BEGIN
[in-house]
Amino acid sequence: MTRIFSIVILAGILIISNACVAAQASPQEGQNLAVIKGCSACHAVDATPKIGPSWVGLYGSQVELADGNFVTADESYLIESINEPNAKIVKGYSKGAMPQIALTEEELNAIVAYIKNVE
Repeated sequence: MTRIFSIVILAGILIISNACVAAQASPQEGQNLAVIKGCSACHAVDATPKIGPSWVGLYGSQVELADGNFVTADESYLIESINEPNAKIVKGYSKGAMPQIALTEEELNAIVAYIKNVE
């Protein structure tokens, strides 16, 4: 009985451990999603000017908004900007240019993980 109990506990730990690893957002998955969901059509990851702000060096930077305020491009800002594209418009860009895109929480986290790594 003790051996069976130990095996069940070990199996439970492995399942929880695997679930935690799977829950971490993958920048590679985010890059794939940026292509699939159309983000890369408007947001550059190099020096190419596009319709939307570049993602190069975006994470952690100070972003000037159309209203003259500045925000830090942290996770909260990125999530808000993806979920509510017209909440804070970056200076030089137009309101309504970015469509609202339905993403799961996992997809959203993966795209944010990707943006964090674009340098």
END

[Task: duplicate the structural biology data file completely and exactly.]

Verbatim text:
[in-house]
Amino acid sequence: MTRIFSIVILAGILIISNACVAAQASPQEGQNLAVIKGCSACHAVDATPKIGPSWVGLYGSQVELADGNFVTADESYLIESINEPNAKIVKGYSKGAMPQIALTEEELNAIVAYIKNVE
Repeated sequence: MTRIFSIVILAGILIISNACVAAQASPQEGQNLAVIKGCSACHAVDATPKIGPSWVGLYGSQVELADGNFVTADESYLIESINEPNAKIVKGYSKGAMPQIALTEEELNAIVAYIKNVE
């Protein structure tokens, strides 16, 4: 009985451990999603000017908004900007240019993980 109990506990730990690893957002998955969901059509990851702000060096930077305020491009800002594209418009860009895109929480986290790594 003790051996069976130990095996069940070990199996439970492995399942929880695997679930935690799977829950971490993958920048590679985010890059794939940026292509699939159309983000890369408007947001550059190099020096190419596009319709939307570049993602190069975006994470952690100070972003000037159309209203003259500045925000830090942290996770909260990125999530808000993806979920509510017209909440804070970056200076030089137009309101309504970015469509609202339905993403799961996992997809959203993966795209944010990707943006964090674009340098």